US bishop at royal wedding thought invitation was a prank

US Bishop Michael Bruce Curry poses outside St. George’s Chapel, in Windsor on May 18, 2018, on the eve of the wedding of Britain’s Prince Harry and US actress Meghan Markle. (AFP)
Updated 22 May 2018
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US bishop at royal wedding thought invitation was a prank

LONDON: The American bishop whose sermon caused a stir at the wedding of Prince Harry to Meghan Markle thought the invitation was a prank.
Rev. Michael Curry told ITV that he thought “somebody was doing an April Fools’ joke on me.”
Curry’s sermon, entitled “The Power of Love,” was one of the most discussed moments during Saturday’s wedding.
But Curry says Tuesday he “had no idea” his speech had caused such a stir and that he sat down and thought — “I hope that was OK.”
The Duke and Duchess of Sussex, as the couple are now known, will attend their first royal engagement as a married couple Tuesday at a Buckingham Palace party marking Prince Charles’ 70th birthday.


Ancient musical instruments get an airing in Athens

Updated 21 June 2018
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Ancient musical instruments get an airing in Athens

  • The phorminx, the kitharis, the krotala and the aulos — string and wind instruments reconstructed by musical group Lyravlos — echoed among marble statues in Athens’s National Archaeological Museum.
  • Music was an integral part of almost every aspect of ancient Greek society, from religious, to social to athletic events.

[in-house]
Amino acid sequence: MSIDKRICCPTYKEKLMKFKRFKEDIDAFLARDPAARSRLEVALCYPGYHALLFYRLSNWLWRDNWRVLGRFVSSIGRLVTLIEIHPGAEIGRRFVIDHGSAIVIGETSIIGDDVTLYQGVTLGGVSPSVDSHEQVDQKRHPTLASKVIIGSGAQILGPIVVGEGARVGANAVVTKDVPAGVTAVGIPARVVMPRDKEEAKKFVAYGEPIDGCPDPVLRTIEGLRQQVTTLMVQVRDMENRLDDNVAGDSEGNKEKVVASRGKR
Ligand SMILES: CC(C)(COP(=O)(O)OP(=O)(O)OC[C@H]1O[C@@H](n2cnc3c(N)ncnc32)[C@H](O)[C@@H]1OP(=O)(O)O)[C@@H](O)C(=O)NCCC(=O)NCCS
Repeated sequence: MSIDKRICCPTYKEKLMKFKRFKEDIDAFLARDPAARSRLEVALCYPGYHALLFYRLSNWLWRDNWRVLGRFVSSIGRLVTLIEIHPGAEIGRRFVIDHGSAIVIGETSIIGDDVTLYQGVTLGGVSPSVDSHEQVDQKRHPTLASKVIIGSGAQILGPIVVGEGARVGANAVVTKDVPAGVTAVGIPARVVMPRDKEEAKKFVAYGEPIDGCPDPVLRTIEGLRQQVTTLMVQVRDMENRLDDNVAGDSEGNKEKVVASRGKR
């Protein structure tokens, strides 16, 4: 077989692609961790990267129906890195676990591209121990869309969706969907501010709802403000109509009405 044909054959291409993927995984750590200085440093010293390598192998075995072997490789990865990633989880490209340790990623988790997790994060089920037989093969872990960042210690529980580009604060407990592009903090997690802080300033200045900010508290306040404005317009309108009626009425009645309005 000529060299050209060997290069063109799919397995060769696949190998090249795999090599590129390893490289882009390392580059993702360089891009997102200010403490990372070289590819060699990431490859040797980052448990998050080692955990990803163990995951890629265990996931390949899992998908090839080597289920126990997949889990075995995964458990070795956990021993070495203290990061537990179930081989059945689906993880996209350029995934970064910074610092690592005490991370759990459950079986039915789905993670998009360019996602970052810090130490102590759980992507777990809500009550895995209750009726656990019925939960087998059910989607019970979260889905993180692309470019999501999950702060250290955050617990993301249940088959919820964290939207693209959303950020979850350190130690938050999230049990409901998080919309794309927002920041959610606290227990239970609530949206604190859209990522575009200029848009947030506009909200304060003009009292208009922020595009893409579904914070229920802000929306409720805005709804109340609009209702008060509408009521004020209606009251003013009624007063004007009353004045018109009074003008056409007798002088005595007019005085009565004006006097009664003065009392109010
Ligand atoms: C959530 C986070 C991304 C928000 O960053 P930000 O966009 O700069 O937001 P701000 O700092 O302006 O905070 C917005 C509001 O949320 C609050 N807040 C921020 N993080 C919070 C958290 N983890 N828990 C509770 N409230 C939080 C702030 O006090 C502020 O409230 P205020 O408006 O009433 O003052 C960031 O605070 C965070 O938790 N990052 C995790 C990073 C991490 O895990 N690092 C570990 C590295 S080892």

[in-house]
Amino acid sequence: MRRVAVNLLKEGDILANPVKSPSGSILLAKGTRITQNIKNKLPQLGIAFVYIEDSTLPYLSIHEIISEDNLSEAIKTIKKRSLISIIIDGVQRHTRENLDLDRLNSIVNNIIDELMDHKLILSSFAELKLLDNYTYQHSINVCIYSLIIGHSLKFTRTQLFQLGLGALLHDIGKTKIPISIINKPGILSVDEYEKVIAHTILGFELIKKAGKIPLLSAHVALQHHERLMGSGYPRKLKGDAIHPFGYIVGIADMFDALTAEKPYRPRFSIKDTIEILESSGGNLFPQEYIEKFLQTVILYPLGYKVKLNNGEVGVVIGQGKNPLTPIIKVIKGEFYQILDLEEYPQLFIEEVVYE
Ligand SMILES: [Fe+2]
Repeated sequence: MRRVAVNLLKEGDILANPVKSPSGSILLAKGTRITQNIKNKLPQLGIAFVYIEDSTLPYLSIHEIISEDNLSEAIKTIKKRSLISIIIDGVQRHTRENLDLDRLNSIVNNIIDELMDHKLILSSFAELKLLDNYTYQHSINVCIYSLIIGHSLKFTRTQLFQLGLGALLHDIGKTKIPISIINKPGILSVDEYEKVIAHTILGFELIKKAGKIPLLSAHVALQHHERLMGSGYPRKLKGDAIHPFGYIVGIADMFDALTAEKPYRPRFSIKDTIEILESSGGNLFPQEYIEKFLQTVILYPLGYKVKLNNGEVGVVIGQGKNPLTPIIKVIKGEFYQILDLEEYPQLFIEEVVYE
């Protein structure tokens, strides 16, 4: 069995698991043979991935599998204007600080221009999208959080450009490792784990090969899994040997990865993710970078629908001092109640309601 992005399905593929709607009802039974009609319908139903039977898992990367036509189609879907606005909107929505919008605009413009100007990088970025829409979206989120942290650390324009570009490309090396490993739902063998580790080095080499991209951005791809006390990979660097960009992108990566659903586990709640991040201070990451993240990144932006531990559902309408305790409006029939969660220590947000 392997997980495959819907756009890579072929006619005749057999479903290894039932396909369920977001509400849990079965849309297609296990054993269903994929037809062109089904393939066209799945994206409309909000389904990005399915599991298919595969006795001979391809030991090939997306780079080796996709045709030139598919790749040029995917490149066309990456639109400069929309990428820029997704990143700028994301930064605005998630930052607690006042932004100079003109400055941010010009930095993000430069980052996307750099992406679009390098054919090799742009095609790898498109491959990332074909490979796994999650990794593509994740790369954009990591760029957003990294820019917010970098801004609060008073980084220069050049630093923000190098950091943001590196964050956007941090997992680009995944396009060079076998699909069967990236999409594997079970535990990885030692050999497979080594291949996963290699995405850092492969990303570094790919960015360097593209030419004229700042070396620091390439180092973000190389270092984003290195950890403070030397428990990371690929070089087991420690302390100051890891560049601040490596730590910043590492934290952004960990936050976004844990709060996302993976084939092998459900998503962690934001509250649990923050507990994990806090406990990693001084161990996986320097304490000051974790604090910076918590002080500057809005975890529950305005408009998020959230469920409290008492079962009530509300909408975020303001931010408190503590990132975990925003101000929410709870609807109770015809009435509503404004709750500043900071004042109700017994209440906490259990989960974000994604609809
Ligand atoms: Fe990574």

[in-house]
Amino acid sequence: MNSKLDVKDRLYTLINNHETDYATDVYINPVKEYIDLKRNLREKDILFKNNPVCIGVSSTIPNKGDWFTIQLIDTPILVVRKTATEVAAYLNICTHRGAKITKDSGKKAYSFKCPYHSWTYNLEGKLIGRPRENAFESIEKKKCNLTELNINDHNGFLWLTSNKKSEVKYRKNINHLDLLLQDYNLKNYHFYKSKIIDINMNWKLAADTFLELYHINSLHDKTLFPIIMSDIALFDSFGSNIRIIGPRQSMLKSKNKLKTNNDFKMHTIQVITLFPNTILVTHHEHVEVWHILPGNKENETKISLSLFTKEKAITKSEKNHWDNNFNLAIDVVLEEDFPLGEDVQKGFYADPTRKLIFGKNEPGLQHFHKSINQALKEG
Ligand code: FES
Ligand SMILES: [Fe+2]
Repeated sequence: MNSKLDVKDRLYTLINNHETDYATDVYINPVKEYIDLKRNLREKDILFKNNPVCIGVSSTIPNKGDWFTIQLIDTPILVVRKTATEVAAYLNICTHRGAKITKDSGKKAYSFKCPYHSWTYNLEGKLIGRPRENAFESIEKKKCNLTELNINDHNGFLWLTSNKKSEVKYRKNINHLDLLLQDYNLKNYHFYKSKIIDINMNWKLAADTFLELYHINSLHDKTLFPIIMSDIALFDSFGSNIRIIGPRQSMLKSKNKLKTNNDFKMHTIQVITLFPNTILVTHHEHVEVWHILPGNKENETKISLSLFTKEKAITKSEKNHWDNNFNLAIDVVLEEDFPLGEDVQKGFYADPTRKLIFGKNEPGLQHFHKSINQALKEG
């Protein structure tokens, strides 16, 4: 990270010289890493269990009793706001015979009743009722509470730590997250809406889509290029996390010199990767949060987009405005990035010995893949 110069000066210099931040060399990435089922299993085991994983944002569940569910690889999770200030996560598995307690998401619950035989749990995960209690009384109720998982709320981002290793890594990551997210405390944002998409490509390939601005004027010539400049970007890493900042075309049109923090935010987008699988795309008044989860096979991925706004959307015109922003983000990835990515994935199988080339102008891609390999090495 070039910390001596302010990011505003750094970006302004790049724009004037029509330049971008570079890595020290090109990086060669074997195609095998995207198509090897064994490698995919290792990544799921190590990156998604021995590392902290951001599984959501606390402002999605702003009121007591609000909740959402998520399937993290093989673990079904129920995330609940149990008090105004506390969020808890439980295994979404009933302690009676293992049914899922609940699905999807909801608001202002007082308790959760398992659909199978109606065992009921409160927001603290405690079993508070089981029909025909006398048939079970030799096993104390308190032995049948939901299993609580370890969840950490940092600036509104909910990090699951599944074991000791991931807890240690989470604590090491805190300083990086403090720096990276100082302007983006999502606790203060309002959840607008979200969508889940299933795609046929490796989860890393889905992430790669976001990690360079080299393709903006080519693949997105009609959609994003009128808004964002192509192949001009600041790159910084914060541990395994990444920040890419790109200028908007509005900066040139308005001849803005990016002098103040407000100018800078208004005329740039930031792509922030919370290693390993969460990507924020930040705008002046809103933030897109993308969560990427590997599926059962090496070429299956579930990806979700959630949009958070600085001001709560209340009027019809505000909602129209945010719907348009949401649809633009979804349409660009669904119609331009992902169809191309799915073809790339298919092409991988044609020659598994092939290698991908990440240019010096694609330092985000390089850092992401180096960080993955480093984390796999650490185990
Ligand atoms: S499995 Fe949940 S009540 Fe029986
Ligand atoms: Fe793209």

ATHENS: Hymns sung to the Greek gods thousands of years ago resonated from ancient musical instruments in Athens on Thursday, transporting a transfixed audience to antiquity.
The phorminx, the kitharis, the krotala and the aulos — string and wind instruments reconstructed by musical group Lyravlos — echoed among marble statues in Athens’s National Archaeological Museum as part of World Music Day celebrations.
A family of musicians, Lyravlos have recreated exact replicas of the ancient instruments from natural materials including animal shells, bones, hides and horns.
Music was an integral part of almost every aspect of ancient Greek society, from religious, to social to athletic events. Today only some 60 written scores of ancient Greek music have survived, said Lyravlos member Michael Stefos.
Stefos said they interpret them as best they can, relying on the accuracy of their recreated instruments.
“Joking aside, ancient CDs have never been found,” he said.
Their performance included a hymn to the god Apollo, pieces played at the musical festival of the ancient Pythian Games in Delphi and during wine-laden rituals to the god Dionysus.
Michael’s father Panayiotis Stefos, who heads the group, travels to museums at home and abroad studying ancient Greek antiquities and texts in order to recreate the instruments.
“Usually each instrument has a different sound. It is not something you can make on a computer, it will not be a carbon copy,” said Stefos.
The difference with modern day instruments?
“If someone holds it in their arms and starts playing, after a few minutes they don’t want to let it go, because it vibrates and pulsates with your body,” he said.
French tourist Helene Piaget, who watched the performance, said it was “inspiring.”
“One sees them on statues, on reliefs, and you can’t imagine what they might sound like,” she said.
World Music Day is an annual celebration that takes place on the summer solstice.